Flash floods hit Tunisia, leaving at least 4 dead

Flash floods hit Tunisia, leaving at least 4 dead
2 min read
23 September, 2018
The flooding was caused by heavy rainfall that caused water levels to rise by as much as 1.7 metres in some areas.
Motorcyclist rides in flooded street [Getty]

Flash floods in Tunisia's Cap Bon peninsula have killed at least four people, authorities said Sunday, following heavy rains that battered the North African country. 

The storm caused water levels in some areas to rise as much as 1.7 metres, as bridges and roads were damaged in record rains that dropped the equivalent of nearly six months of average precipitation.

A 60-year-old man drowned near the town of Takilsa and another man was found dead in Bir Bouregba, close to the town of Hammamet, interior ministry spokesman Sofiene Zaag told AFP

Two sisters were swept away as they left work at a factory in Bou Argoub, 28 miles southeast of the capital, the ministry said.

The storm dumped 200 millimetres (7.9 inches) of rain on Nabeul and up to 225 millimetres in the city of Beni Khalled, in the peninsula's centre, according to Tunisia's National Institute of Meteorology.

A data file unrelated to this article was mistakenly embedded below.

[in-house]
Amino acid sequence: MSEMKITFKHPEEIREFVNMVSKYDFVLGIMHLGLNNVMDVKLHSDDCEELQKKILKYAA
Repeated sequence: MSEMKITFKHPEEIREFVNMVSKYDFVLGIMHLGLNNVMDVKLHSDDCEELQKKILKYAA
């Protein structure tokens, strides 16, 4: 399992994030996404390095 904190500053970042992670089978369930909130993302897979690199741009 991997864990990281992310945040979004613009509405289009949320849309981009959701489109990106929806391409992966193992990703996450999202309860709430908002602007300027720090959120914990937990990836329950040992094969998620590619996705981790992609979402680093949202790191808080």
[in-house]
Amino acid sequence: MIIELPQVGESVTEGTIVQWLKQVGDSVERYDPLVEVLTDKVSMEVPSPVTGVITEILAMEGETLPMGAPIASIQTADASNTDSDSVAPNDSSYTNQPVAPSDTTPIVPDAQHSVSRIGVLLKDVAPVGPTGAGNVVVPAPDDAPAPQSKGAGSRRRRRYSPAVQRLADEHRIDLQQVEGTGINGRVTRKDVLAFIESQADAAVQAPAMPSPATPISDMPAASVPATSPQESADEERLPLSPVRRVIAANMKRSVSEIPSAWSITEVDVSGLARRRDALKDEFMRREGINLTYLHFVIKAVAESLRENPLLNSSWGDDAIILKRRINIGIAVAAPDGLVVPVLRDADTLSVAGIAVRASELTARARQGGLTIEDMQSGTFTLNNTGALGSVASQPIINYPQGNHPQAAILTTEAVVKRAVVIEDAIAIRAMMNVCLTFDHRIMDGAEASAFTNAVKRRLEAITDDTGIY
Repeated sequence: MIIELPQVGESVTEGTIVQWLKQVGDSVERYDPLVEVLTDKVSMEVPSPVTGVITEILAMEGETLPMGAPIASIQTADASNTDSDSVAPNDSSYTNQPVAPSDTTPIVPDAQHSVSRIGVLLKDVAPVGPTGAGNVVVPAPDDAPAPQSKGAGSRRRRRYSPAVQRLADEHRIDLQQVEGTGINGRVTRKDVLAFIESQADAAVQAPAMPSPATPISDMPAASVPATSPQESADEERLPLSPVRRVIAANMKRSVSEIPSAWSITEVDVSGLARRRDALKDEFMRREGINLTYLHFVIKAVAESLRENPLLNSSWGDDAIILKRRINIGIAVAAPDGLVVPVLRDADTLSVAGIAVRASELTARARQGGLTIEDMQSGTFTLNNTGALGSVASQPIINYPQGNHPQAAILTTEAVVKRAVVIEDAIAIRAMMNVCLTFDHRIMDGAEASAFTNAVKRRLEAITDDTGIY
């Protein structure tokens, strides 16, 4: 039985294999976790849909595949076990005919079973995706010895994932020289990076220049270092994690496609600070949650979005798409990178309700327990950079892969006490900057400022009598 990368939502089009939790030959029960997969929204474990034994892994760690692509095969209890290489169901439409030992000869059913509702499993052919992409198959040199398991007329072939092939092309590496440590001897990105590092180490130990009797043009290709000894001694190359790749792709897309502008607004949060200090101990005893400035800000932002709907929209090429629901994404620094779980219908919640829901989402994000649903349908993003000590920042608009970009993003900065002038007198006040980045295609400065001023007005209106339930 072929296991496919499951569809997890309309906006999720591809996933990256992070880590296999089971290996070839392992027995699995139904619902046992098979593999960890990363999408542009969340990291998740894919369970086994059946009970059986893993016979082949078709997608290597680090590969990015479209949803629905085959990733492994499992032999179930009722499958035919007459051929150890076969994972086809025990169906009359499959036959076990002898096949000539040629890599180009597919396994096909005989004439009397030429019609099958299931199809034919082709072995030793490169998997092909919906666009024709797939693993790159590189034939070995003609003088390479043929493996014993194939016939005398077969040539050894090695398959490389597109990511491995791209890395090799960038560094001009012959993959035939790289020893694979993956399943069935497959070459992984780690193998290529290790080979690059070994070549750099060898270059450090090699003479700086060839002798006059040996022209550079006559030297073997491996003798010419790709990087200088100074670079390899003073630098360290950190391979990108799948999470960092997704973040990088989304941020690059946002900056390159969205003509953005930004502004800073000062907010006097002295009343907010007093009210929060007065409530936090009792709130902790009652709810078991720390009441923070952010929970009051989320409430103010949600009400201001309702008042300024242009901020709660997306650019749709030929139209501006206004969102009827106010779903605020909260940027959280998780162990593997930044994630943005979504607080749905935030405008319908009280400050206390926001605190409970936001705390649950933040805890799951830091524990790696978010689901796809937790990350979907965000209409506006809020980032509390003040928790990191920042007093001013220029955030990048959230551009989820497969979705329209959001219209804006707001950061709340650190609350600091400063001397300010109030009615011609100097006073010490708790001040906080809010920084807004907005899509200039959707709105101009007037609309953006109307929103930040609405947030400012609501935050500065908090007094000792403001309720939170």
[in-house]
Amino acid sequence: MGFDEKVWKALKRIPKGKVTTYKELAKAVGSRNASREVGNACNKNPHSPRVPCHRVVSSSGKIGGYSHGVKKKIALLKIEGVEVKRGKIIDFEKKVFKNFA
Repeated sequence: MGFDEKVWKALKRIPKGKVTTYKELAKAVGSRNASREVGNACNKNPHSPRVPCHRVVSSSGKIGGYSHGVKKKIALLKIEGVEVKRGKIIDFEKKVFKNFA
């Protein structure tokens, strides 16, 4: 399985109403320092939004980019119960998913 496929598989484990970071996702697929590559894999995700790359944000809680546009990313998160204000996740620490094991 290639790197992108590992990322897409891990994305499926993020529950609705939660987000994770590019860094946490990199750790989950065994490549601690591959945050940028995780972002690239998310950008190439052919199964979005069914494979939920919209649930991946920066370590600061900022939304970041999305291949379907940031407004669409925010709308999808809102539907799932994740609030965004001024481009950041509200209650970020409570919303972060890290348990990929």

It was the heaviest rainfall since the institute began keeping records in 1995, it said, adding that it had issued a warning about the storms on Friday.

Videos posted to social networks showed surging waters carrying cars and chunks of road in the north of the peninsula.

Tunisian authorities said they had dispatched police, army and rescue teams to the region on Saturday afternoon, in addition to mobilising ambulances and two helicopters. 

Prime Minister Youssef Chahed visited affected areas to meet survivors on Sunday, as authorities took preventative measures in the Sahel region further south in case of further rains. 

The sun was out Sunday and receding water levels meant most of the area's roads were passable by car, the interior ministry's Zaag said, although the region's telephone networks were still largely out of service.

Severe thunderstorms have hit Tunisia since the middle of last week, flooding roads and damaging property, sparking anger against the authorities for allegedly failing to maintain drainage systems. 

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